The rule on real party in interest ensures, therefore, that the party with the legal right to sue brings the action, and this interest ends when a judgment involving the nominal plaintiff will protect the defendant from a subsequent identical action. Such a rule is intended to bring before the court the party rightfully interested in the litigation so that only real controversies will be presented and the judgment, when entered, will be binding and conclusive and the defendant will be saved from further harassment and vexation at the hands of other claimants to the same demand.
But the real party in interest need not be the person who ultimately will benefit from the successful prosecution of the action. Hence, to aid itself in the proper identification of the real party in interest, the court should first ascertain the nature of the substantive right being asserted, and then must determine whether the party asserting that right is recognized as the real party in interest under the rules of procedure. Truly, that a party stands to gain from the litigation is not necessarily controlling.
Given the separate and distinct legal personality of Arc Cuisine, Inc., the Cuenca’s and Tayactac lacked the legal personality to claim the damages sustained from the levy of the former’s properties. According to Asset Privatization Trust v. Court of Appeals, even when the foreclosure on the assets of the corporation was wrongful and done in bad faith the stockholders had no standing to recover for themselves moral damages; otherwise, they would be appropriating and distributing part of the corporation’s assets prior to the dissolution of the corporation and the liquidation of its debts and liabilities. Moreover, in Evangelista v. Santos, the Court, resolving whether or not the minority stockholders had the right to bring an action for damages against the principal officers of the corporation for their own benefit.
Office of the Ombudsman vs De Leon
G.R. No. 154083 February 27, 2013
Facts: Acting on a report of illegal quarrying being committed in the Municipality of Baras, Rizal, Graft Investigation Officer Dante D. Tornilla of the Fact Finding Investigation Bureau (FFIB) of the Office of the Ombudsman conducted an investigation pursuant to a mission order dated April 17, 1998. On June 8, 1998, Tornilla filed his report to Ombudsman Aniano Desierto, through Assistant Ombudsman Abelardo L. Aportadera, Jr. and Director Agapito B. Rosales, confirming the illegal quarrying. Tornilla recommended that a preliminary investigation be conducted against Baras Municipal Mayor Roberto Ferrera, Baras Municipal Planning and Coordinator Jonathan Llagas, and property owner Venancio Javier for the probable violation of Section 3(e) of Republic Act No. 3019 (Anti-Graft and Corrupt Practices Act); and that administrative proceedings for violations of the Civil Service Rules be also undertaken. In his report and recommendation dated July 13, 1998, DILG Resident Ombudsman Rudiger G. Falcis II sought the inclusion in the investigation of De Leon as the Provincial Environment and Natural Resources Officer (PENRO) and as concurrently the Chairman of the Provincial Mining Regulatory Board (PMRB) of Rizal. After the preliminary investigation, Graft Investigation Officer II Edgardo V. Geraldez of the FFIB, Office of the Ombudsman, issued a decision dated April 29, 1999, dismissing the complaint against all the respondents for lack of substantial evidence. However, Assistant Ombudsman Aportadera, Jr. recommended the disapproval of the said decision. Ombudsman Desierto approved the recommendation of Assistant Ombudsman Aportadera, Jr. The case was then referred to Atty. Sabino M. Cruz, Resident Ombudsman for the Department of Environment and Natural Resources (DENR), who ultimately submitted a memorandum on October 20, 1999, duly approved by the Ombudsman, finding De Leon liable for gross neglect of duty.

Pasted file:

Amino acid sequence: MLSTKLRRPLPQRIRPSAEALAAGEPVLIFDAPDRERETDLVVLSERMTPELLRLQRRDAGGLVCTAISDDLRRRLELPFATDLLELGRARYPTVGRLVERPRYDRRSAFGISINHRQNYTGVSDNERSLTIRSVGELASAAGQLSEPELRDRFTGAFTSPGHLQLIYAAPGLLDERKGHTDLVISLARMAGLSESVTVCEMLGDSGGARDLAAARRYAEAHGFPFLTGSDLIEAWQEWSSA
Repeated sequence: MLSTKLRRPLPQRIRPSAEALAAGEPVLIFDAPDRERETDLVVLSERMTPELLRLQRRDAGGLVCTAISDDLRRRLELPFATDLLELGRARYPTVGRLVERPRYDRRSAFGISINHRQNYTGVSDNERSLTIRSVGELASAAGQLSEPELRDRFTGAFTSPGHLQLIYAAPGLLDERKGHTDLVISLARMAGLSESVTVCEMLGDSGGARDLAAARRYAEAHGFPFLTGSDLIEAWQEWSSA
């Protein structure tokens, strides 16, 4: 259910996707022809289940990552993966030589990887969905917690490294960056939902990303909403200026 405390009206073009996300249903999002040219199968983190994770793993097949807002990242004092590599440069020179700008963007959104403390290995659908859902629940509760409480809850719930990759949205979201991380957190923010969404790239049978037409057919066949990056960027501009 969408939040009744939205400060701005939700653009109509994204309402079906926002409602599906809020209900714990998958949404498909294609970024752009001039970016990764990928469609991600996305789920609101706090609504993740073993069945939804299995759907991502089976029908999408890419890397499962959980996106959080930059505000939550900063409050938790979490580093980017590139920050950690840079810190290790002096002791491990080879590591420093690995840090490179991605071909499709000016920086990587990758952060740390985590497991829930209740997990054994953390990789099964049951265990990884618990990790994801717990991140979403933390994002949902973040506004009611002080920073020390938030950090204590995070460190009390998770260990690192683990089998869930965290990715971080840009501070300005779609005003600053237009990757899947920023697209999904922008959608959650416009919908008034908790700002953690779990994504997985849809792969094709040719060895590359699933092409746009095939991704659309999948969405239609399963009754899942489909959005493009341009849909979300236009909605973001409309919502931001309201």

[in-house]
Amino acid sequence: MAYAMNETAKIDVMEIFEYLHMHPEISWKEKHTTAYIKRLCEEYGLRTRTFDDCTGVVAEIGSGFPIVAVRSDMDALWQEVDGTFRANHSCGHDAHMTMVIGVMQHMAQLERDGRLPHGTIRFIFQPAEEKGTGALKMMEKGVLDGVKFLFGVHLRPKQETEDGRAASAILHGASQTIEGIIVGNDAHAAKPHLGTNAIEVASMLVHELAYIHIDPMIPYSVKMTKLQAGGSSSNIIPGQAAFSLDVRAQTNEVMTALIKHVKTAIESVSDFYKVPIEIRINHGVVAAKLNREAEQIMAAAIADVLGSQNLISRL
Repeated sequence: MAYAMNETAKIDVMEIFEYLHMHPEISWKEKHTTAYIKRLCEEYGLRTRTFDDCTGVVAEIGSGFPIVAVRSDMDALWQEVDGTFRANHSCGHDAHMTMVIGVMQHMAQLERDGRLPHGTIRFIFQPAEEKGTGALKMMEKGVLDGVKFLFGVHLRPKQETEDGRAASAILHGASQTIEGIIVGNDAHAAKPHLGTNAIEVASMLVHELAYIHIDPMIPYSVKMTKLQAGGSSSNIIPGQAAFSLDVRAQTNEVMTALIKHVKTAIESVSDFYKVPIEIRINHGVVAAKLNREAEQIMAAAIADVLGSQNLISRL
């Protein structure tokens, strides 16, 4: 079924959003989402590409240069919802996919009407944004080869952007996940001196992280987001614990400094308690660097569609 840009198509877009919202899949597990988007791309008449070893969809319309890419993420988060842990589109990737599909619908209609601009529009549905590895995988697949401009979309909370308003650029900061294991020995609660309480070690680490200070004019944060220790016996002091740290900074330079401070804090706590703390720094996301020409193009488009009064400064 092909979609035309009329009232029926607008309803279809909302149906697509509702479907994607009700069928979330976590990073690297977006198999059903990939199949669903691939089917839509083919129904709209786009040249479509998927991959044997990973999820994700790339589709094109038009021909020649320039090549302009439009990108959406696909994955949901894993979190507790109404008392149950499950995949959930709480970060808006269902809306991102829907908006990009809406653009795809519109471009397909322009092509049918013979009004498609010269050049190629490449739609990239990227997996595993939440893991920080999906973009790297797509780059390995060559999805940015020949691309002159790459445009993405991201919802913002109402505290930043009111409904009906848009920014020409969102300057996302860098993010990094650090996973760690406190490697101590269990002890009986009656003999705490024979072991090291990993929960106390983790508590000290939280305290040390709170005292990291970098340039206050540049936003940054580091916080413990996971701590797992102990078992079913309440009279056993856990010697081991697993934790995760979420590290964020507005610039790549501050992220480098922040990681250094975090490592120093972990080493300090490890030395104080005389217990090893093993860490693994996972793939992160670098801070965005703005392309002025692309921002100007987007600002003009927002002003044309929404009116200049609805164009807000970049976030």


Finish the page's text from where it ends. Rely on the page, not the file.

Issues: Whether or not respondent is liable for gross neglect of duty.
Whether or not the decisions of the Ombudsman is final and immediately executory.